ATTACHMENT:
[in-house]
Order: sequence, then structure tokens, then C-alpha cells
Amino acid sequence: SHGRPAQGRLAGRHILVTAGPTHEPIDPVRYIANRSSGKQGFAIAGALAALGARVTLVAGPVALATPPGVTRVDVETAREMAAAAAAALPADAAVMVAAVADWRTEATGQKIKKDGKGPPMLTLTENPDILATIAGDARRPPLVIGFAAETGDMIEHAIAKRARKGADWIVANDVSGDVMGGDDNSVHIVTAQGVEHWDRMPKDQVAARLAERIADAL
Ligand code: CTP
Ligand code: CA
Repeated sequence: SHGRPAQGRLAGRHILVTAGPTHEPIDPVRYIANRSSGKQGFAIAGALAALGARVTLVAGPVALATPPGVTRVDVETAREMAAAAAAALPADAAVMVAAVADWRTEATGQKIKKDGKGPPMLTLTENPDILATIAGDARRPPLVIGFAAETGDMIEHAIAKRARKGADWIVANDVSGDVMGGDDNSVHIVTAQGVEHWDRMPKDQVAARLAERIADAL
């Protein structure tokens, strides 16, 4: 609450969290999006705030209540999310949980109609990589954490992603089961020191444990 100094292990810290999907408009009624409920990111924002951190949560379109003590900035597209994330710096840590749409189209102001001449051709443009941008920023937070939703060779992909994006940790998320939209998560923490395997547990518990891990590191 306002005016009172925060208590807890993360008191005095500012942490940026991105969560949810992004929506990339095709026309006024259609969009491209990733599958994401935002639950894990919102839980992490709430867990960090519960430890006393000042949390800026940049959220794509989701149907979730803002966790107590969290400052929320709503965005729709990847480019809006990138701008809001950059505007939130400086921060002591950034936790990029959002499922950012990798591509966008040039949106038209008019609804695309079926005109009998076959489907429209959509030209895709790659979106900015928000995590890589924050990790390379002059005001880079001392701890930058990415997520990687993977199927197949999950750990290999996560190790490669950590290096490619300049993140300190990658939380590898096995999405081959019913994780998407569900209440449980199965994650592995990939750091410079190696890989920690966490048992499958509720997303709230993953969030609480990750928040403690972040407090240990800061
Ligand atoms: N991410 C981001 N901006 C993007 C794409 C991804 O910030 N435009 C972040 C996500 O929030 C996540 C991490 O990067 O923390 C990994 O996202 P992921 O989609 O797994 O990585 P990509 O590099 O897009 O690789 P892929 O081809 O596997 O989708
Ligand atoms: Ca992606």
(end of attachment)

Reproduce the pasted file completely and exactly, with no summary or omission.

[in-house]
Order: sequence, then structure tokens, then C-alpha cells
Amino acid sequence: SHGRPAQGRLAGRHILVTAGPTHEPIDPVRYIANRSSGKQGFAIAGALAALGARVTLVAGPVALATPPGVTRVDVETAREMAAAAAAALPADAAVMVAAVADWRTEATGQKIKKDGKGPPMLTLTENPDILATIAGDARRPPLVIGFAAETGDMIEHAIAKRARKGADWIVANDVSGDVMGGDDNSVHIVTAQGVEHWDRMPKDQVAARLAERIADAL
Ligand code: CTP
Ligand code: CA
Repeated sequence: SHGRPAQGRLAGRHILVTAGPTHEPIDPVRYIANRSSGKQGFAIAGALAALGARVTLVAGPVALATPPGVTRVDVETAREMAAAAAAALPADAAVMVAAVADWRTEATGQKIKKDGKGPPMLTLTENPDILATIAGDARRPPLVIGFAAETGDMIEHAIAKRARKGADWIVANDVSGDVMGGDDNSVHIVTAQGVEHWDRMPKDQVAARLAERIADAL
């Protein structure tokens, strides 16, 4: 609450969290999006705030209540999310949980109609990589954490992603089961020191444990 100094292990810290999907408009009624409920990111924002951190949560379109003590900035597209994330710096840590749409189209102001001449051709443009941008920023937070939703060779992909994006940790998320939209998560923490395997547990518990891990590191 306002005016009172925060208590807890993360008191005095500012942490940026991105969560949810992004929506990339095709026309006024259609969009491209990733599958994401935002639950894990919102839980992490709430867990960090519960430890006393000042949390800026940049959220794509989701149907979730803002966790107590969290400052929320709503965005729709990847480019809006990138701008809001950059505007939130400086921060002591950034936790990029959002499922950012990798591509966008040039949106038209008019609804695309079926005109009998076959489907429209959509030209895709790659979106900015928000995590890589924050990790390379002059005001880079001392701890930058990415997520990687993977199927197949999950750990290999996560190790490669950590290096490619300049993140300190990658939380590898096995999405081959019913994780998407569900209440449980199965994650592995990939750091410079190696890989920690966490048992499958509720997303709230993953969030609480990750928040403690972040407090240990800061
Ligand atoms: N991410 C981001 N901006 C993007 C794409 C991804 O910030 N435009 C972040 C996500 O929030 C996540 C991490 O990067 O923390 C990994 O996202 P992921 O989609 O797994 O990585 P990509 O590099 O897009 O690789 P892929 O081809 O596997 O989708
Ligand atoms: Ca992606």